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Meet the team: TOGETHER+ group clinics

Also:

  • Sarah Finer (Clinical Senior Lecturer in Diabetes, Queen Mary University of London, and Honorary Consultant in Diabetes, Barts Health NHS Trust)
  • Trish Greenhalgh (Professor of Primary Care Health Sciences, Department of Primary Care Health Sciences, University of Oxford)
  • Martin Marshall (Professor of Healthcare Improvement, University College London)
  • Ann Hagell (Research Lead, Association for Young People’s Health)
  • Murali Koteshwara (Consultant Physician in Endocrinology & Diabetes, Central Middlesex Hospital)
  • Emma Cartwright (Patient, experienced in peer support)
  • Lynsey Choules (Patient representative)
  • Omar Siddik (Youth worker)
  • Working in collaboration with Diabetes UK

Challenge

Diabetes prevalence (both type 1 and 2) is steadily rising in young adult groups, who face a range of poor clinical and psychosocial outcomes, including widening inequalities and significant barriers to service engagement. New models of care are needed to support this patient group.

Group clinics are increasingly gaining traction as a way to engage patients, improve clinical outcomes and support self-management, in the context of rising healthcare costs and diminishing resources. Compared to usual one-to-one appointments, group clinics signify the importance of storytelling, shared lived experiences and supportive peer relationships. However, as the Q Lab essays suggest, organising services at the intersection of traditional clinical and peer support models creates new tensions and risks, requires a different skill-set for staff and assumes new ways of engaging voluntary and charitable organisations [1].

Although there is a large literature on group clinics for adults with chronic conditions (usually White, middle-aged or older patients), there is little emphasis on the distinct needs of younger patients (aged 16-25) with diabetes (type 1 and 2). Established peer support models are not adequately considered in research on group clinics and there is little practical guidance to support clinical care delivery that relies on positive peer relationships.

 

Idea

This project aims to develop implementation guidance to support healthcare staff in facilitating meaningful and supportive peer relationships as part of group-based clinical care for young adults with diabetes (aged 16-25) in diverse, deprived NHS settings. As emphasised in the Q Lab report, there are tensions between standardising peer support and allowing bottom-up, authentic solutions to emerge [1]. We do not intend our implementation guidance to be prescriptive, but to set out principles, stories, examples, ideas, strategies and transferable lessons. For example, we will provide suggestions on how to be adaptive and responsive to patient needs in group clinics, or how to think creatively about sustaining a safe and fun atmosphere.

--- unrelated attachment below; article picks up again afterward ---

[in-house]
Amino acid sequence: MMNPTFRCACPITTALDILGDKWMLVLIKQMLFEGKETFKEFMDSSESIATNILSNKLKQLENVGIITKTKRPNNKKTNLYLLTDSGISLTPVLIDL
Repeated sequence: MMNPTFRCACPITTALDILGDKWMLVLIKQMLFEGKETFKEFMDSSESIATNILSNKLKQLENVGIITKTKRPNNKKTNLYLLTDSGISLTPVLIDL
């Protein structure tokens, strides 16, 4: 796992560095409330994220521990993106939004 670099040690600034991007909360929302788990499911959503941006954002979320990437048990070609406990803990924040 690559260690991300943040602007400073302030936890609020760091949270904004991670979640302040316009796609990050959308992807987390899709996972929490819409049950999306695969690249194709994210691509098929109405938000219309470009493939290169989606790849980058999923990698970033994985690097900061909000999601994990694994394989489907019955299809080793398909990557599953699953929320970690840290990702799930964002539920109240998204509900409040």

Experience from our ongoing work highlights that peer support does not emerge automatically within group clinics. A proactive approach is required to address difficulties and unpredictable dynamics. This includes working with ‘challenging’ behaviours that often seem counter-productive but may lead to beneficial outcomes if managed appropriately. Our pilot work also emphasises that healthcare professionals delivering group clinics have a range of training needs in order to be able to harness and facilitate peer support effectively.

To develop guidance by foregrounding practical experiences of setting up peer support in group clinics, we will:

  • Draw on qualitative interview and observation data from the researcher-in-residence evaluation of our ongoing feasibility study on group-based diabetes care for young adults piloted in an East London NHS Trust.
  • Analyse successes and failures to develop transferable lessons on how peer support can be meaningfully embedded in group clinics.
  • Draw on existing academic and grey literature, including example guides on peer support provided by the Q Lab, quality improvement frameworks and transferable knowledge from other sectors.
  • Organise peer support-focused facilitation training for clinical teams to reflect on experiences and evaluation findings.
  • Provide improvement coaching so that clinical teams implementing group clinics can identify systematic ways to address ongoing challenges in harnessing peer support.
  • Organise co-design workshops with patients, health professionals, group facilitators and youth workers, to synthesise learning and collaboratively develop consensus on the implementation guide.
  • Develop and test our resources further with an additional North-West London hospital.
  • Create professionally designed outputs and carry out dissemination with the help of patient participants (e.g. at Peerfest).

Guidance will provide useful lessons on how to harness person-centred peer support to maximise the benefits of group clinics premised on a sense of equality and equity. This fits with the Q Lab vision: ‘…to create spaces in which to explore these areas of complexity, and to provide support to help people navigate them’ [1].

 

Anticipated benefits

Our implementation guidance will:

  • Support innovative clinical care models based on peer relationships between young adults from ethnic minority groups and socio-economically deprived backgrounds.
  • Improve patient experiences and engagement with an alternative clinical service, where young adults can feel less vulnerable – currently, we understand little about how group clinics are best delivered.